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Law School Case Brief

Wilson v. Arkansas - 514 U.S. 927, 115 S. Ct. 1914 (1995)

Rule:

The Fourth Amendment of the Constitution protects the right of the people to be secure in their persons, houses, papers, and effects, against unreasonable searches and seizures. In evaluating the scope of this right, the court has looked to the traditional protections against unreasonable searches and seizures afforded by the common law at the time of the framing. Although the underlying command of the Fourth Amendment is always that searches and seizures be reasonable, the content of this term may be guided by the meaning ascribed to it by the framers of the Amendment. An examination of the common law of search and seizure leaves no doubt that the reasonableness of a search of a dwelling may depend in part on whether law enforcement officers announced their presence and authority prior to entering.

Facts:

While executing search and arrest warrants, police officers found the main door to Sharlene Wilson’s home open. While opening an unlocked screen door and entering the home, the officers identified themselves as police officers and stated that they had a warrant. Once inside, the officers seized various narcotics and narcotics paraphernalia and arrested Wilson. In a pretrial motion to suppress the evidence, Wilson asserted that the search was invalid on various grounds, including that the police officers had failed to "knock and announce" before entering Wilson’s home. The motion to suppress was denied, and the accused was convicted in an Arkansas state court of several narcotics offenses. The Arkansas Supreme Court affirmed, rejecting Wilson’s argument that the Federal Constitution's Fourth Amendment required the officers to knock and announce their presence prior to entering the residence, and concluded that neither Arkansas law nor the Fourth Amendment required suppression of the evidence. Wilson sought certiorari review.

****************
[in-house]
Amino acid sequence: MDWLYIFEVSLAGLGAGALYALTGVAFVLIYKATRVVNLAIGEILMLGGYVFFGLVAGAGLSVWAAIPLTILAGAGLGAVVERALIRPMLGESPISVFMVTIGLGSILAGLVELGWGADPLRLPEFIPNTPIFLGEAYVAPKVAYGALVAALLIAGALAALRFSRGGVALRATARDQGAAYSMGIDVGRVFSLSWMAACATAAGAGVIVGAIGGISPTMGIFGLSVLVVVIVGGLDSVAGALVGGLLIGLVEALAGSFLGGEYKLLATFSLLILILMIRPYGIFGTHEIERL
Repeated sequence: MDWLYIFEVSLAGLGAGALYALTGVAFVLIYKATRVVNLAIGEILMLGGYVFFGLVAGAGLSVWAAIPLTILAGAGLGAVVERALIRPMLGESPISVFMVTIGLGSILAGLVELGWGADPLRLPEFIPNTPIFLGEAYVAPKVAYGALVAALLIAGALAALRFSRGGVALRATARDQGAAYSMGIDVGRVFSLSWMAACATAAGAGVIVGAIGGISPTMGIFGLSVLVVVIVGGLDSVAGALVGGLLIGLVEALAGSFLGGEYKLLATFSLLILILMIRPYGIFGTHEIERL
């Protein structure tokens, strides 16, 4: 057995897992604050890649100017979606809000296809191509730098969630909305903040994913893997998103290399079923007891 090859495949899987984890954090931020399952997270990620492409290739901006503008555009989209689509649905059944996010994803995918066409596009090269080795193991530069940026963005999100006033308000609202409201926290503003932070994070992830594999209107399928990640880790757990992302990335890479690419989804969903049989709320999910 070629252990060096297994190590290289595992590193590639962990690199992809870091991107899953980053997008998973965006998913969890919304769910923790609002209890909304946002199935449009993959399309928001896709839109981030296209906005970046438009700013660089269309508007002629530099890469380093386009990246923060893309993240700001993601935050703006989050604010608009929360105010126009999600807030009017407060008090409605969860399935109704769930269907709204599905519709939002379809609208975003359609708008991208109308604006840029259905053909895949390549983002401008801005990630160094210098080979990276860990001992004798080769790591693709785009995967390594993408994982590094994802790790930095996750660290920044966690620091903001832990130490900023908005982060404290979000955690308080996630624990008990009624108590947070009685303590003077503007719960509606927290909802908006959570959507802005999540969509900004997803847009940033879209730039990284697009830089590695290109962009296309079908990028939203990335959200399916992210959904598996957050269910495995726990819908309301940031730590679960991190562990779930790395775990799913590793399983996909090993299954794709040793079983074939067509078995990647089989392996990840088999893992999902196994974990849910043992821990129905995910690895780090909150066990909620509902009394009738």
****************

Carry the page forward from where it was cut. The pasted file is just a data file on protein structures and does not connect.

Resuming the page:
Issue:

Does the U.S. Const. amend. IV require police officers to knock and announce themselves before entering a residence when executing a search warrant?

Answer:

Yes

Conclusion:

The United States Supreme Court reversed, holding that the common-law knock and announce principle formed a part of the Fourth Amendment reasonableness inquiry and a search or seizure of a dwelling might be constitutionally defective if police officers entered without prior announcement, and remanded the case to determine whether the unannounced entry was reasonable under the circumstances.

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